Past MHI Scholar Chuan Wang

wang, chuan2 Chuan Wang received his Ph.D. in Electrical Engineering in 2011 and was among the first generation of Ming Hsieh Institute Scholars, who are awarded for their research accomplishments and considered the top students in the department.

From 2011 to 2013, Wang worked as a postdoctoral scholar in the department of Electrical Engineering and Computer Sciences at University of California, Berkeley with a joint appointment in the Materials Sciences Division at Lawrence Berkeley National Laboratory. He recently joined Michigan State University as Assistant Professor of Electrical and Computer Engineering.

On April 23, 2013, Wang visited USC and gave a talk about his current research and career developments at the Ph.D. Student Seminar Series. In his talk, he discussed the recent advancements in solution-based processing of high-purity semiconducting carbon nanotube networks, which has led to macro-scale fabrication of thin-film transistors (TFTs) with excellent yield, high performance, small device-to-device variation, and extreme bendability on mechanically flexible substrates.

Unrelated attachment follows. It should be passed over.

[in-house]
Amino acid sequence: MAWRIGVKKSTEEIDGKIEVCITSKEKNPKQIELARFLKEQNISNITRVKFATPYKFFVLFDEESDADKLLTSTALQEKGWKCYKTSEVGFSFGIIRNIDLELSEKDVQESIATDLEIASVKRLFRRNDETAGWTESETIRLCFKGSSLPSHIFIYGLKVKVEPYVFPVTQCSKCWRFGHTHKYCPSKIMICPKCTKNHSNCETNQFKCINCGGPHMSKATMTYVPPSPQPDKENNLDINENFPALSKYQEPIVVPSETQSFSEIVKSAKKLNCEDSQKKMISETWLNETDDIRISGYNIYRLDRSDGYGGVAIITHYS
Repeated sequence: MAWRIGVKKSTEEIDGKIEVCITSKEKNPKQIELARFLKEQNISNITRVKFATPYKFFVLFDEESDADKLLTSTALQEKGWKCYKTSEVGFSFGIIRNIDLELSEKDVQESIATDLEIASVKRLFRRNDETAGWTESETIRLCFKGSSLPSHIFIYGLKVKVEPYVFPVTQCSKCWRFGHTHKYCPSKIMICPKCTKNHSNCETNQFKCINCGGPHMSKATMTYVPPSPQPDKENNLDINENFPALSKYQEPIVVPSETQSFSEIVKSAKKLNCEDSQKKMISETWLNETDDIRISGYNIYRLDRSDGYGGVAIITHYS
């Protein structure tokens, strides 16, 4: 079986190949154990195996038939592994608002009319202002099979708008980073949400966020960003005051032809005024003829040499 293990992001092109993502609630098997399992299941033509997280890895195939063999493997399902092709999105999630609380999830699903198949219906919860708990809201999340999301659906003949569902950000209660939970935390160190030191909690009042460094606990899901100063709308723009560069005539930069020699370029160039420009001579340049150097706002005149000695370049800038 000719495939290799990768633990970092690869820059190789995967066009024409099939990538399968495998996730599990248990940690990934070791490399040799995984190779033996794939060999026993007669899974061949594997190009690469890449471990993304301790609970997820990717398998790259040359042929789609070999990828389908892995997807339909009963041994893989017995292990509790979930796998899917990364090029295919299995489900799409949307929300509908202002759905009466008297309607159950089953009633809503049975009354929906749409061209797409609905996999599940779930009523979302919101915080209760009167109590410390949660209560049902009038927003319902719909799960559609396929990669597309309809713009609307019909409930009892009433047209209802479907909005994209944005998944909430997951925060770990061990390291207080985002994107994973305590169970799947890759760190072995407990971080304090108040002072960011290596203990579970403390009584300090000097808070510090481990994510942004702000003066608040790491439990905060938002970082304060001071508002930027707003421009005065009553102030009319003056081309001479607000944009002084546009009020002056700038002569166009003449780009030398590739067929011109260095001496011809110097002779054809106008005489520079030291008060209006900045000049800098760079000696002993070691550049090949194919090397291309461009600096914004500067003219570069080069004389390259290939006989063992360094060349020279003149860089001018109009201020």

These research results are now published in the journal Nature Materials, and reported by Nature, Science, Technology Review, Time, abc News, and many more. Chuan Wang is part of the lead-author of the research team that created the first user-interactive sensor network on flexible plastic.

Electronic skin (e-skin), a mechanically flexible sensor network built on top of a very thin plastic sheet (~ 25 micrometer) that can be used to spatially map the pressure stimuli and provide instantaneous response by emitting light through a monolithically integrated organic light-emitting diode (OLED) display to allow the visualization of the applied pressure. In this system, the OLEDs are turned on locally where the surface is touched and the intensity of the emitted light is determined by the magnitude of the pressure applied.

The e-skin can be easily laminated on any surface, curved or otherwise, to enable various forms of human-surface interactions. Potential applications include robot skin, interactive table top and in-vehicle dashboards, smart wallpaper. Medical applications such as e-skin bandages applied to a person’s arm that would continuously monitor blood pressure and pulse rates, for example, while providing real-time feedback, is also possible.

Research paper in Nature Materials (doi: 10.1038/nmat3711)